The cold stimulation test (CST) also called as ice cube test is the main diagnostic test used for the evaluation and diagnosis of CU. The test comprises of application of a cold stimulus (0–4°C).
Test procedure: In a patient suspected of CU, ice cube in a plastic bag is placed on the volar surface of the forearm for about five minutes allowing 5- 10 min time for rewarming. This increase in skin temperature is required for the formation of hives. Appearance of a coalescent wheal or hive is considered as positive test result for CU. Once diagnosed is established, the degree of sensitivity can be determined by repeating the cold stimulation for shorter durations. It also establishes the minimum time required for the development of wheal, called as cold stimulation time test. In case the test is negative result with five minute application time, it can be repeated with longer application time i.e. for 10 minutes  .
The test is considered negative when no wheal appears after the application of cold stimulus. It may occur in the atypical forms of CU . Also, a familial CU is not ruled out by a negative response to CST. Sometimes, exposure of 20 -30 min is required to develop the response to CST.
CU has usually a benign course and patients need to be advised regarding the importance of proper protection to avoid development of CU when exposure to cold is unavoidable. Also, exposure to rapid cold development should be avoided. Physicians generally urge the CU patients to keep a CU activity score daily diary  to identify the potential triggers for CU episode. The therapy for cold urticaria may be difficult. It involves avoidance of triggering factors, education, use of antihistamines and use of epinephrine autoinjector in severe cases.
In case of severe CU attack and anaphylaxis, proper action and prompt use of epinephrine autoinjector is needed. In most cases, second generation anithistamines are the drug of choice in managing CU induced itchiness and hives  . An example for H2 receptor blocker is Tegamet which is found to be very effective in managing CU.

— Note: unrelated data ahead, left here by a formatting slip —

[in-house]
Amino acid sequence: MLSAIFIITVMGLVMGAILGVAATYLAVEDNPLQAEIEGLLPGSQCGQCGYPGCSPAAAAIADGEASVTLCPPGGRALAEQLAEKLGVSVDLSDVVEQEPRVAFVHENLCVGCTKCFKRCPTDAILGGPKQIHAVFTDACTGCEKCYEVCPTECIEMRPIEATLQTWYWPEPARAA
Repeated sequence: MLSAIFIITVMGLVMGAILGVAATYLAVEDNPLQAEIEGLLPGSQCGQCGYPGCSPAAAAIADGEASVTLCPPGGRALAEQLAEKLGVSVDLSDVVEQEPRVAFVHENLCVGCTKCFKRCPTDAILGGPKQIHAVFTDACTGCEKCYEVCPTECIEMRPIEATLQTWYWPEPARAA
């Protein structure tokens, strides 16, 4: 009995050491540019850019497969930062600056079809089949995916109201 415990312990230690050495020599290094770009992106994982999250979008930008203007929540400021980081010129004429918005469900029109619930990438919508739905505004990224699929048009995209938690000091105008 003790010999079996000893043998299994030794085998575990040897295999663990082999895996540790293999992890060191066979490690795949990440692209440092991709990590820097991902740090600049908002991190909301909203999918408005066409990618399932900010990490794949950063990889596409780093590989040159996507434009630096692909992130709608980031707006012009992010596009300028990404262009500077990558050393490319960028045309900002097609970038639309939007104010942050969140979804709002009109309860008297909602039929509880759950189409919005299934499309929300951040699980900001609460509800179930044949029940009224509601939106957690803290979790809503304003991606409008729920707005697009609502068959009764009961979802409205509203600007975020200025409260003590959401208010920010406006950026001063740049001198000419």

In case of secondary CU, the underlying systemic infections and diseases should be treated to improve the skin symptoms. Despite use, the response to H1 antihistamines is highly variable. Low concentration corticosteroids used for short duration helps only in temporary and partial suppression of the symptoms. In patients who fail to give a positive response to conventional prescription medications, induction of cold tolerance is may be tried. The major drawback of this method is that it is very difficult to perform daily for an extended period of time and is generally not practical. Conventional antihistamines are usually ineffective and higher doses of antihistamines which are non-sedating in nature can be helpful under such circumstances. Some other related drugs which can be used to manage CU include epinephrine, diphenhydramine, cyproheptadine, hydrochloride, cetirizine, ketotifen and doxepin.